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 Nazi Conspiracy and Aggression, Volume One, Chapter Twelve


Simultaneously with the passage of these decrees and their
execution, still another weapon was wielded by the Party and
the party-controlled state. This was the openly sponsored
and official anti-Jewish boycotts. The published diary of
Joseph Goebbels, at page 290, contains this entry for 29
March 1933:

"The boycott appeal is approved by the entire cabinet."

Again, on 31 March 1933, he wrote:

     "We are having a last discussion among a very small
     circle and decide that the boycott is to start tomorrow
     with all severity." (2409-PS)

Streicher and Frank, together with Himmler, Ley, and others,
were members of a central committee who conducted the 1933
boycott against the Jews. Their names are listed in National
Socialist Party correspondence for 29 March 1933. (2156-PS)

In this early 1933 violence against the Jews, raids were
conducted on synagogues by uniformed Nazis. Attending
members of the synagogues were assaulted, and- religious
insignia and emblems were desecrated. A report of such an
occurrence was contained in an official dispatch from the
American Consul General in Leipzig, dated 5 April 1943,
which stated:

     "In Dresden several weeks ago uniformed- Nazis raided
     the Jewish prayer house, interrupted the evening
     religious service, arrested 25 worshippers, and tore
     the holy insignia or emblems from their headcovering
     worn while praying." (2709-PS)

At a meeting in Nurnberg, before the representatives of the
German press, Streicher and Mayor Liebel of Nurnberg
revealed in advance to the gathered members of the press
that the Nurnberg synagogue was to be destroyed. The minutes
of this meeting, dated 4 August 1938, read as follows:

     "The breaking up of the synagogue (information must
     still be secret)
     "On 10 August, 1938 at 10 o'clock a.m., the breakup of
                                                  [Page 983]
     synagogues will commence. Gauleiter Julius Streicher
     will personally set the crane into motion with which
     the Jewish symbols, Star of David, etc., will be torn
     down. This should be arranged in a big way. Closer
     details are still unknown." (1724-PS)
Streicher himself supervised the demolition, according to a
newspaper account of 11 August 1938, which described the

     "In Nurnberg the Synagogue is being demolished; Julius
     Streicher himself inaugurates the work by a speech
     lasting more than an hour and a half. By his order then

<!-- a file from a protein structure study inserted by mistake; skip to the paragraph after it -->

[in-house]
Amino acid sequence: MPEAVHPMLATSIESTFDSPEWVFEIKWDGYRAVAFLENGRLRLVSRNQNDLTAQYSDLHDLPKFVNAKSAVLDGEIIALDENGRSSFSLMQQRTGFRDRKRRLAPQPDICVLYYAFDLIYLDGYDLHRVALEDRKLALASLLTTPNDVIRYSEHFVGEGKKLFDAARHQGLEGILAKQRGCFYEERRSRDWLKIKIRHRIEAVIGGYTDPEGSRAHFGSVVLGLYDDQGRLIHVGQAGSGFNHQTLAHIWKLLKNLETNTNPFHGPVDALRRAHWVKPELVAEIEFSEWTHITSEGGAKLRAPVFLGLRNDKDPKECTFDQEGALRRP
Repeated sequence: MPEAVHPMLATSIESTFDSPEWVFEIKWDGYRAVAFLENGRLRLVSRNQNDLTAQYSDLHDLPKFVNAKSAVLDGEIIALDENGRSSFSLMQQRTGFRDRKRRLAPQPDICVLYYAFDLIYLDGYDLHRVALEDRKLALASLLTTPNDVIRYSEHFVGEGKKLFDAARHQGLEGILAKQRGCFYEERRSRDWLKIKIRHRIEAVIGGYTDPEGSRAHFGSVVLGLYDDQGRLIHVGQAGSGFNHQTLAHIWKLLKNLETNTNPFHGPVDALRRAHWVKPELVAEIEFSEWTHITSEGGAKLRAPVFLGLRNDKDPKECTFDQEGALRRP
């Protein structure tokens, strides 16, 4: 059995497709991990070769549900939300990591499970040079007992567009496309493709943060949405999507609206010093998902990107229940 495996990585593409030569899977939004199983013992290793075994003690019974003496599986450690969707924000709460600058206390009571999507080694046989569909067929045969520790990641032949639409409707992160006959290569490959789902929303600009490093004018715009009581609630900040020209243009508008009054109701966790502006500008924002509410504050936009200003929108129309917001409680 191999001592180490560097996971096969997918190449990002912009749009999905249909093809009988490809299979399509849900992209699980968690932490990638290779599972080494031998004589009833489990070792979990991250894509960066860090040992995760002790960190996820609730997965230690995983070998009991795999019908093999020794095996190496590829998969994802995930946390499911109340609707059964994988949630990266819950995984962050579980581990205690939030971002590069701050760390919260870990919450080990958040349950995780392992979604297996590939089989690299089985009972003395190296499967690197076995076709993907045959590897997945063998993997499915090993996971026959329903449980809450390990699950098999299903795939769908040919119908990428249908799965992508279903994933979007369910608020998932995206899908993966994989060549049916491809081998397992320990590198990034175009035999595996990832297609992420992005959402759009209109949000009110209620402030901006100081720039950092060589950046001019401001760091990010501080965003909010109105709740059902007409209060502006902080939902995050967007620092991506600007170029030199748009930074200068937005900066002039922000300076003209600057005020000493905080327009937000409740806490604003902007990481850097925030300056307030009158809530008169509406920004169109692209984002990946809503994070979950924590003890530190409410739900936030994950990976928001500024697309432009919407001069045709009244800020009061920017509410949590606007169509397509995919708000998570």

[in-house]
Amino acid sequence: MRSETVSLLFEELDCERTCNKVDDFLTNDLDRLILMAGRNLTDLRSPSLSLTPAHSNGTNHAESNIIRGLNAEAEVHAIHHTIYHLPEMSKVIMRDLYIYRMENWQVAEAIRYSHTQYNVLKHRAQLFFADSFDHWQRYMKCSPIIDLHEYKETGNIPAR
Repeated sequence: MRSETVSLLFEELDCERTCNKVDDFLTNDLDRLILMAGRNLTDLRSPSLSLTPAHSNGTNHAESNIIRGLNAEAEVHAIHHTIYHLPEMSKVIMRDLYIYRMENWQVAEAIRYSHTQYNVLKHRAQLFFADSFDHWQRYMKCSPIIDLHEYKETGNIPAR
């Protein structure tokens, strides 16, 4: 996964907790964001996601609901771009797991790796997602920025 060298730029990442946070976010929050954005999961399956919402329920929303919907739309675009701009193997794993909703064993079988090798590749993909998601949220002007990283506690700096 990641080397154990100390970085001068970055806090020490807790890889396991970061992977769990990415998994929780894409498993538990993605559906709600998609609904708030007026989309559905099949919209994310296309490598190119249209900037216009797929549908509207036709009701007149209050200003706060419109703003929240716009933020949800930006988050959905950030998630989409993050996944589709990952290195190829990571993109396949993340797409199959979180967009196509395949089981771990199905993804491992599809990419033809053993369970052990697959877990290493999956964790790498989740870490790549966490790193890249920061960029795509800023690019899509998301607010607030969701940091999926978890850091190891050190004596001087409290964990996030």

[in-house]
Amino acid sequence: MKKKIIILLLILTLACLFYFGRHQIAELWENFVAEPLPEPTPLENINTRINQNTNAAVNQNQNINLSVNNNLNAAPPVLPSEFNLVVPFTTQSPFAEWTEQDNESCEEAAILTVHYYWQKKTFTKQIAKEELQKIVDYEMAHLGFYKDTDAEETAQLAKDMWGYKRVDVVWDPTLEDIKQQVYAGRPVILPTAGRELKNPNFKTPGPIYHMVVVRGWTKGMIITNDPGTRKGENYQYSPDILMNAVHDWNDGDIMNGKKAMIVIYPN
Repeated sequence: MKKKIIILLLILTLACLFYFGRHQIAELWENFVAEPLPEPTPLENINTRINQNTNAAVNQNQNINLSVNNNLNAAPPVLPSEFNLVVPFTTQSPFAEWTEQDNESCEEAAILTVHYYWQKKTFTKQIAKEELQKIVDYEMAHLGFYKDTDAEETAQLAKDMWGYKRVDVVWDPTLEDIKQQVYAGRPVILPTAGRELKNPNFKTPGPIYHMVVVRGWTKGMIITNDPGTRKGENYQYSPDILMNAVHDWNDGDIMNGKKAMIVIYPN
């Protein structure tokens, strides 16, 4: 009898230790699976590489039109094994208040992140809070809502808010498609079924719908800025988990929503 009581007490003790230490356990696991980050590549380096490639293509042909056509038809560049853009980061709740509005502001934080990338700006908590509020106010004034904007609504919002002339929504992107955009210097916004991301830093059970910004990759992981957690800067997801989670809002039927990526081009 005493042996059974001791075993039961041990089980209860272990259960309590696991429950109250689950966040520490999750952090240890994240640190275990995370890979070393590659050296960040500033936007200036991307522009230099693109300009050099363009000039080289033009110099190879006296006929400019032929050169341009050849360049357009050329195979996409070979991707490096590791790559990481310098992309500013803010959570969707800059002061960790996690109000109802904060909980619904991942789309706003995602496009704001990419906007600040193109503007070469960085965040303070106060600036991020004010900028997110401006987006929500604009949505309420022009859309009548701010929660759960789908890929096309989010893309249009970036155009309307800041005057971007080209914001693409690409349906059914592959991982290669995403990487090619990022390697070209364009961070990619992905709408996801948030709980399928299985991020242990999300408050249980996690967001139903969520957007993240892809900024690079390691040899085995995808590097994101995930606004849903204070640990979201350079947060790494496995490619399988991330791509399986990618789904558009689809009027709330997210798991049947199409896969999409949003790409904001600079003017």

-- so to speak as a prelude of the demolition -- the
     tremendous Star of David came off the cupola." (2711-

These accounts of violence were not localized anti-Semitic
demonstrations, but were directed and ordered from a
centralized headquarters in Berlin. This fact is established
by a series of teletype messages sent by the Berlin Secret
State Police Headquarters to police chiefs throughout
Germany on 10 November 1938, which contained instructions
pertaining to the prearranged demonstration (3051-PS). One
of these confidential orders, signed by Heydrich, provides:

"Because of the attempt on the life of the Secretary of the
Legation von Rath in Paris tonight, 9 November 1938-10
November 1938, demonstrations against Jews are to be
expected throughout the Reich. The following instructions
are given on how to treat these events:

     "1. The Chiefs of the State Police, or their deputies,
     must get in telephonic contact with the political
     leaders who have jurisdiction over their districts and
     have to arrange a joint meeting with the appropriate
     inspector or commander of the Order Police to discuss
     the organization of the demonstrations. At these
     discussions the political leaders have to be informed
     that the German police has received from the
     Reichsfuehrer SS and Chief of the German Police the
     following instructions, in accordance with which the
     political leaders should adjust their own measures.
     "a. Only such measures should be taken which do not
     involve danger to German life or property. (For
     instance synagogues are to be burned down only when
     there is no danger of fire to the surroundings.)
     "b. Business and private apartments of Jews may be
     destroyed but not looted. The police is instructed to
     supervise the execution of this order and to arrest
     looters." (3051-PS)

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